Milton finally argues the district court should have given him credit for the time served on his state sentence. Milton specifically asserts that because both the federal and state sentences involved the same underlying conduct, his federal sentence should have been imposed nunc pro tunc from the date he began serving his state sentence. Milton relies upon a 1992 amendment to U.S.S.G. § 5G1.3 and an accompanying application note which require an "adjustment" for sentences based on the same underlying conduct. Milton's argument lacks merit for several reasons, each discussed below.

The district court made the following findings regarding Milton's argument that it should run the sentences nunc pro tunc:

The Court: I don't think there's anything that requires me to do that. I don't — as a matter of policy, I don't think that's good policy to do that. My policy has always been, in the absence of mandate such as the sentencing guidelines here, to run sentences consecutive, different convictions receive consecutive sentences. That's always been my policy.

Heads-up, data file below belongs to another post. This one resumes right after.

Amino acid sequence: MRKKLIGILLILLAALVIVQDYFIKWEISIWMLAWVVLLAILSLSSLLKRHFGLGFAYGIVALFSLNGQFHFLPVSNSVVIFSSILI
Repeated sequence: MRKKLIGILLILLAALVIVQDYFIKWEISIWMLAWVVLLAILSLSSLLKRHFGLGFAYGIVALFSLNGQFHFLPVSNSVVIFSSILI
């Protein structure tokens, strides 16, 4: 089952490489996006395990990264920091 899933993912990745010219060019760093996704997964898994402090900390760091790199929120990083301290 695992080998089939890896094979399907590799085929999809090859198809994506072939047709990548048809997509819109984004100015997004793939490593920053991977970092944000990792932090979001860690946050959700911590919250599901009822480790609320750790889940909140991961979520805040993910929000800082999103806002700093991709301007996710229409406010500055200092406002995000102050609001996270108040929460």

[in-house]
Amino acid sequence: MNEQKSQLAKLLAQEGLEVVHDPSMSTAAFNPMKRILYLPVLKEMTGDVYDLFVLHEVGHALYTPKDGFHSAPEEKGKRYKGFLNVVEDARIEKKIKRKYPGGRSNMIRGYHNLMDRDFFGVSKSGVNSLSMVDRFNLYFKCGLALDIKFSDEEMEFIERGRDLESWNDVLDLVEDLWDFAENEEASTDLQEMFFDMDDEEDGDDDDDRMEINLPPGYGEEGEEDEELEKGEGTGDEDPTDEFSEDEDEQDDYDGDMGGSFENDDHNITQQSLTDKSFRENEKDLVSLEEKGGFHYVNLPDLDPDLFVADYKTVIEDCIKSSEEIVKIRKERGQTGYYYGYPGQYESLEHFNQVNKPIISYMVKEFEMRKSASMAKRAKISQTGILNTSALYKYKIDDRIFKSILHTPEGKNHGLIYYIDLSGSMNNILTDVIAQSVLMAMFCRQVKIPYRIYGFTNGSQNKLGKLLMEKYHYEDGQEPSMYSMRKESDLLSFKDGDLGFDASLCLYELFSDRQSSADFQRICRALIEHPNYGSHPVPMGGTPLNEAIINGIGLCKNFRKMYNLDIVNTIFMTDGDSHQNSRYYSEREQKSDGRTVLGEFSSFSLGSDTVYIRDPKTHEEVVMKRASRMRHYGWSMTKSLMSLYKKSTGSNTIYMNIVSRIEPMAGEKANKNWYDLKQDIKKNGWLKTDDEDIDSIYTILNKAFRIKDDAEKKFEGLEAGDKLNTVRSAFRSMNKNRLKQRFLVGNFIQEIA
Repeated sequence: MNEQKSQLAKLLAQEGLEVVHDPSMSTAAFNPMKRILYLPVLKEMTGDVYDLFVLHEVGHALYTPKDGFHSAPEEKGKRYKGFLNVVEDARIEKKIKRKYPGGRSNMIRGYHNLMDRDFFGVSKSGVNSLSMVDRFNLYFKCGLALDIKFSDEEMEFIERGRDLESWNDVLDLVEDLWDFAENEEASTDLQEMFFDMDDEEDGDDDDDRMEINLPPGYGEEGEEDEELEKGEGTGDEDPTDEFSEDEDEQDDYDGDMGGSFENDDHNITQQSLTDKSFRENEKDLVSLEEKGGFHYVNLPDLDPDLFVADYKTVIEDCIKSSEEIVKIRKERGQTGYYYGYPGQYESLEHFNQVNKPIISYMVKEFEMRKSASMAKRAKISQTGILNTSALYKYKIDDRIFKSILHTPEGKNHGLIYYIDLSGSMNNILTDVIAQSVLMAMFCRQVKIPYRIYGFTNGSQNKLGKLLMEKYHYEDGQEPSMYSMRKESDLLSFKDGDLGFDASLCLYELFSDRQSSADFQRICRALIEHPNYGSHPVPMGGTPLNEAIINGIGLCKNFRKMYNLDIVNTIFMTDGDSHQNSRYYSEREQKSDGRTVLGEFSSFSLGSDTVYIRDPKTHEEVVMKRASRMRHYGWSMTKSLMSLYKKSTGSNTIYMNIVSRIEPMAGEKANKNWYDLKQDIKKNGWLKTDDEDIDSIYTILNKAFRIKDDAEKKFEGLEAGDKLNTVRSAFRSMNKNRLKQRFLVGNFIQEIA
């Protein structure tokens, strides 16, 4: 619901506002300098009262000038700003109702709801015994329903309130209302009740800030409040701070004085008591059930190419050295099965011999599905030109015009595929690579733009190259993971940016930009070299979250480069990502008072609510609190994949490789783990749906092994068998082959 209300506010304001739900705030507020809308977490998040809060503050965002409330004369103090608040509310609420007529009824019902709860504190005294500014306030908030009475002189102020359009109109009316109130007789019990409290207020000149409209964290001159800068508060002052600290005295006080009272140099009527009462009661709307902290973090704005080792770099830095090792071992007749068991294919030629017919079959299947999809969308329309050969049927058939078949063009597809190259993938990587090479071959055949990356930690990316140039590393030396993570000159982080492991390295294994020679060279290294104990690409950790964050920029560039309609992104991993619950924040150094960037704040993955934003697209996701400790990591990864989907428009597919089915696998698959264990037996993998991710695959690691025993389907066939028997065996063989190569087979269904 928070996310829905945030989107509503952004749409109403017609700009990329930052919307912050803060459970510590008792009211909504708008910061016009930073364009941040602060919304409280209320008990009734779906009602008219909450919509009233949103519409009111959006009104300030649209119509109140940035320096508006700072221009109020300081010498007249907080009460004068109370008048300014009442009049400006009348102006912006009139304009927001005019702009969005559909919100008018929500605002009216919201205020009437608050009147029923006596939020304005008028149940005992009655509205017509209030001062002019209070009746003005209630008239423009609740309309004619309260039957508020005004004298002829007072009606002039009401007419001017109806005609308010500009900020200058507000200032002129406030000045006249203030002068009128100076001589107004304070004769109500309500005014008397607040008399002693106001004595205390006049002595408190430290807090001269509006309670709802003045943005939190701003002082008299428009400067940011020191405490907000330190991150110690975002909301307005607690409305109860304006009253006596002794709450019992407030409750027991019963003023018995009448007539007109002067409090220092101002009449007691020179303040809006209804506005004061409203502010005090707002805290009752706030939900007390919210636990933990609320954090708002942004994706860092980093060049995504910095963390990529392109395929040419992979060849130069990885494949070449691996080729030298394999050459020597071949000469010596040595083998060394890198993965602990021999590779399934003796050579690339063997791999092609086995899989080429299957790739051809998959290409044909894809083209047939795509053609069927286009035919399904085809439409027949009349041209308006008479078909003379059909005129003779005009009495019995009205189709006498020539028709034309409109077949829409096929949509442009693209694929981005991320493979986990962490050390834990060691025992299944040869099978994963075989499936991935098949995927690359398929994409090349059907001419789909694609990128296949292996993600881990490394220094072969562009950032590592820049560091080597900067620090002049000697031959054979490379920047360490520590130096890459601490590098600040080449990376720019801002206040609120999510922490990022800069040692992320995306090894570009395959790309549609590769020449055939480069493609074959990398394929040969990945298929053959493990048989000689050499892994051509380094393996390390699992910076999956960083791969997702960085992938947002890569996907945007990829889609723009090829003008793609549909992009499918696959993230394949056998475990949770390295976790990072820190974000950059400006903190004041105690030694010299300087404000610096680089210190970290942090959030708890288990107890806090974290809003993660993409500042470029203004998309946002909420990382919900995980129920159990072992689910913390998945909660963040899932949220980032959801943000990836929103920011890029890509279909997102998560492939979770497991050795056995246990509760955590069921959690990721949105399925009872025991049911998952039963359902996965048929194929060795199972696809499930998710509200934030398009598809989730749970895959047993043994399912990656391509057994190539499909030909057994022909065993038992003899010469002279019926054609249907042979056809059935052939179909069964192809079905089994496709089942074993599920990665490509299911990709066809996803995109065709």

Now, where the underlying state case gave rise to the same — the transactions in the underlying state case gave rise to the same conviction as the Federal case, obviously that's something different. But the issue of running it nunc pro tunc back to the date of the commencement of the state sentence, I see no basis in policy for that.

(JA p. 163). The district court then declined to impose the sentence nunc pro tunc but agreed to run Milton's sentence concurrent with the remainder of his state sentence.

The district court properly noted that no statutory provision exists requiring the imposition of federal sentences nunc pro tunc with state sentences. Thus, we must examine the Guideline most relevant to crediting a defendant for state time served. U.S.S.G. § 5G1.3 addresses the imposition of a sentence where a defendant is serving an unexpired term of imprisonment. The 1988 version of § 5G1.3 provided as follows:

If at the time of sentencing, the defendant is already serving one or more unexpired sentences, then the sentences for the instant offense(s) shall run consecutively to such unexpired sentences, unless one or more of the instant offense(s) arose out of the same transactions or occurrences as the unexpired sentence. In the latter case, such instant sentences and the unexpired sentences shall run concurrently, except to the extent otherwise required by law.